[DS9] Lynch's Spoiler Review: "Resurrection"

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Corbin E. Thomas

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Nov 22, 1997, 3:00:00 AM11/22/97
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Timothy W. Lynch wrote in message <65829c$s...@gap.cco.caltech.edu>...

<snip, snip>

>
>-- I liked the continued reference to Dax's old paramour with the
>transparent skull (first mentioned in "The Maquis", if memory
>serves). However, the suggestion of "well, maybe you could bring
>Odo [to dinner] as a friend" was extremely out of line, and further
>suggests that the Kira/Odo difficulties of the "retaking the station" arc
>are being swept under the rug.


<and snip>

I agree with just about everything except the above. I thought that Kira's
response to Dax's suggestion actually pointed out that Kira and Odo did not
patch things up in Dax's closet during "...Cordially Invited." I really
liked how the writers slipped in that update on how things stand between
those two. I also assume from this remark that Kira has not mentioned to
anyone Odo's actions. What really surprises me is that Quark hasn't
mentioned anything to anyone yet. However, I think you are on the mark on
everything else. Well written.
----------------------------------------------------
Corbin Thomas
c...@netdoor.removethis.com
----------------------------------------------------

Timothy W. Lynch

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Nov 23, 1997, 3:00:00 AM11/23/97
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WARNING: Face-huggers, chest-bursters, and ... oh, wait. Sorry,
wrong "Resurrection"; the spoilers below are for DS9.

In brief: Long on character, but a bit too short on plot and far too
prone to excess.

======
Written by: Michael Taylor
Directed by: LeVar Burton
Brief summary: Kira receives a visitor from the mirror universe: a
very alive Bareil.
======

When Vedek Bareil was unceremoniously killed off back in DS9's
third season, mine was certainly one of the strongly disapproving
voices; granted, I wasn't one of the groups forming petitions or
insisting that history be rewritten, but I certainly felt the move was a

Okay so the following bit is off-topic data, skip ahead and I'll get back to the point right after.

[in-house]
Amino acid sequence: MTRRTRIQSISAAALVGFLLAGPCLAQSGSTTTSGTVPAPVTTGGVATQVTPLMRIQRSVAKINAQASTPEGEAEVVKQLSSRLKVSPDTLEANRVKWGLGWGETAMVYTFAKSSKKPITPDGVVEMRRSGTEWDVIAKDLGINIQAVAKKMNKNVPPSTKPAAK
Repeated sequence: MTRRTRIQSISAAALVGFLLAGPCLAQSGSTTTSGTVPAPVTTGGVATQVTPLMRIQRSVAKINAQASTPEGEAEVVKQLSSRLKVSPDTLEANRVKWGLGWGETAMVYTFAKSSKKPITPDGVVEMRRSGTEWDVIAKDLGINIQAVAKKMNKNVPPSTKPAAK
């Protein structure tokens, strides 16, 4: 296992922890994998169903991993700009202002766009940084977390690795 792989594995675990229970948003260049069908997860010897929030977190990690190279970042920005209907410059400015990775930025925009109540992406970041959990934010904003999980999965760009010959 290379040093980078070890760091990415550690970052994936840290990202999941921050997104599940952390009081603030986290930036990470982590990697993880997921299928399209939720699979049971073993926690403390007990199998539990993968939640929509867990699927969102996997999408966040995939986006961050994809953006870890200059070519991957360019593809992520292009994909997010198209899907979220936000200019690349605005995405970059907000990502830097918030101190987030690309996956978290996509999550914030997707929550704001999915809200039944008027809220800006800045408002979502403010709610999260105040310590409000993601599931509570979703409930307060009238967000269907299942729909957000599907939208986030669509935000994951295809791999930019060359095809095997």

mistake. "Resurrection" still leaves me thinking that killing off Vedek
Bareil was a mistake, but it's brought into sharper focus why I liked
Vedek Bareil so much.

The original Bareil was a perfect resident of DS9's early, intimate
years: he and then-Vedek Winn were both symbols of possible paths
down which Bajor could walk. Bareil's relationship with Kira was
interesting, but it was the political and spiritual choices he represented
that made the character compelling.

Given that, bringing back a different Bareil was a challenging concept.
Since Vedek Bareil's role in DS9's story is over, the political
overtones were bound to be missing from this story. That left two
possibilities -- the romantic and the spiritual. As it happens, both of
those went fairly well -- the problems came in mostly when other
elements were brought in to "make things more exciting".

Bareil's very first scene in "Resurrection" left me cold, basically
because there was no reason for it. Fortunately, the episode didn't
revolve around his hostage-taking in Ops, but the idea that anyone can
beam into Ops without so much as a force-field being put up or a
phaser being pointed is completely unacceptable, especially after a
recent war. The fact that Bareil wasn't actually a threat was helpful
later on, but all it meant was that Our Heroes were lucky rather than
smart. Not a good sign.

After that, the show moved away from the trite "jeopardy" angle and
started focusing on characters: Bareil, the fish out of water, and Kira,
stuck with all sorts of inner conflict about this man. While this part of
the show was one of the quieter things DS9's done in a while, I rather
liked it; there were a lot of powerful moments and things you'd really
expect to see from Bareil's return. Bareil's unease at the attention he
was getting on the Promenade was one, and Kira's slow (and
possibly not entirely conscious) attempt to get Bareil to examine a
spiritual life was another. It wasn't full of surprises, but the quiet
shows often don't need to be; they're successful when the characters
feel like people, and for the most part they did.